It is too late to avert tragedy. The settler church chose to collaborate with commerce and government in attempting to destroy all the Indigenous stories, and much has been lost which can never be recovered. But not all has been lost. The Indigenous people would not let their stories be wholly extinguished, they held on even when it was illegal to do so, and the shapes of story and culture and understanding live still. And if we can come humbly enough, with enough repentance, that dialogue is still possible. In the cities and on the reservations, Indigenous people are still telling their stories, and we can still listen. And we must listen, and we must listen for a long time before we try to say anything at all.

And there are those in the Indigenous community who are actively choosing to put together their traditional stories, and the stories of Christian scripture—because not even the worst work of the church could quite conceal the power and depth of that story of Jesus, and some have chosen to make that story their own. We see this in the emerging Indigenous church, which is beginning to shape and define itself—and in a few weeks at General Synod, although most of the attention has been on the marriage canon, there will also be resolutions which may significantly shape and strengthen the autonomy of the Indigenous church. Some of us have been fortunate enough to hear the speaking and preaching of Bishop Mark MacDonald—whom we hope to have preach here in the fall, by the way—who effortlessly brings together scripture and the church fathers and the teachings of the elders. We see the same work in this city in the Toronto Urban Native Ministry, which strives to bring together Christian and Indigenous teachings and practices for healing and renewal of some of the people most damaged by colonialism.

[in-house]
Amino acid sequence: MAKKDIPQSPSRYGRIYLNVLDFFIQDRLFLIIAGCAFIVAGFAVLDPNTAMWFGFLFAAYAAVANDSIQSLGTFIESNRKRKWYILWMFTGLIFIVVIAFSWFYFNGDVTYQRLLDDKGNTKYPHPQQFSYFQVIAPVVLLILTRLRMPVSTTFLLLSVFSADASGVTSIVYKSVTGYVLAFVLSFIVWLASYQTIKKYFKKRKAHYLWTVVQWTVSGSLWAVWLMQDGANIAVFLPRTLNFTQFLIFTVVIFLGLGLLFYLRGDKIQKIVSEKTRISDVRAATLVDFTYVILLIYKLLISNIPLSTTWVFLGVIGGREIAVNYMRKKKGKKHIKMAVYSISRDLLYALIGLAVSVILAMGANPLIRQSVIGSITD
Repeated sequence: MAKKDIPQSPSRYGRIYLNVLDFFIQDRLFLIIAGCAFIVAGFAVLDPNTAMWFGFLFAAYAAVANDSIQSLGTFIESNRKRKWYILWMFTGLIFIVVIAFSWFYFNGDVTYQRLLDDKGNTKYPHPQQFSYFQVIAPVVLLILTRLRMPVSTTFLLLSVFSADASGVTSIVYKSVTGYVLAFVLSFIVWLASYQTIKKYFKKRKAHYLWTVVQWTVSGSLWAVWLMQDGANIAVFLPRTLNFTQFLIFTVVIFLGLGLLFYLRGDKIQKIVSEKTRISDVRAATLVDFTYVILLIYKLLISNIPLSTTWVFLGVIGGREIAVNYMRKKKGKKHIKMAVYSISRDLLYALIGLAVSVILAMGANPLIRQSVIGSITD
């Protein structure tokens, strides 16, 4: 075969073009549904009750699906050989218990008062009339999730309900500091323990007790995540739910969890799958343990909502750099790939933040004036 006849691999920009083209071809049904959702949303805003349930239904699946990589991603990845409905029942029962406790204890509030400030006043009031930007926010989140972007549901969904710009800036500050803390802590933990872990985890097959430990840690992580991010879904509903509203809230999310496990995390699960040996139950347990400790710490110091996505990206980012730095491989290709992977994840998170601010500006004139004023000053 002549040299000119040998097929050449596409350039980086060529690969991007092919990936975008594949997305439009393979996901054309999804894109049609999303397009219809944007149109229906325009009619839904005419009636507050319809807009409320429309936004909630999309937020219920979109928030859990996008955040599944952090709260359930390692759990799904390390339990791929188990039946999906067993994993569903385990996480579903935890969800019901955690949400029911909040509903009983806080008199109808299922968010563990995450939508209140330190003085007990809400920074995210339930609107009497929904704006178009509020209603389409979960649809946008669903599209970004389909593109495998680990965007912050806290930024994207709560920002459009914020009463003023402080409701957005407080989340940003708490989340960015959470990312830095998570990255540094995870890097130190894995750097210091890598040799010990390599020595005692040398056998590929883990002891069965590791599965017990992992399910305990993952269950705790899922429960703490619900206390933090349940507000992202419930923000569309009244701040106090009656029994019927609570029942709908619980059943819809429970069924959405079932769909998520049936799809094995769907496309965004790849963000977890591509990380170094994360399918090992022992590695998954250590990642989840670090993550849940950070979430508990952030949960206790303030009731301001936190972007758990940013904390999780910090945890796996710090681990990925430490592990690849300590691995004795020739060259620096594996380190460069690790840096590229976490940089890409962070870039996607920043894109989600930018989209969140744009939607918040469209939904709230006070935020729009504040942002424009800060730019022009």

As a settler myself, who has only barely begun to do the necessary work, I am hesitant to talk too much about what we will learn from this dialogue of stories. But I will let the readings which were chosen for today guide me a bit, and look at the themes which they suggest. And something which emerges very clearly is the goodness, indeed the sacred nature, of the created world—the created world as a word in itself, which reveals the divine laws, which tells us how we should be, what kind of creatures we are. This sense of the world itself as speaking the nature of God and the way in which we should walk is a teaching of our own which we have, all too often, lost sight of; even when we pay it lip service, we have mostly not walked in the way which the world would teach us to walk, we have not listened to the teaching of creation, we have not let the word of God in the created world teach us. We have not been humble or simple or kind, we have not understood the need to limit our desires, we have not walked in the right paths. Aand as our readings today suggest, realizing that the created world speaks the word of God also means recognizing creation as sacred in and of itself. This is inherent in our own scriptures—the psalms are filled with praise of the wonder of created beings, the final chapters of Job evoke a world amazing and vast and beyond the full grasp of human beings, our world, God’s world. Today’s psalm speaks beautifully of the heavens declaring the glory of God, the voice of God speaking without words through the whole world.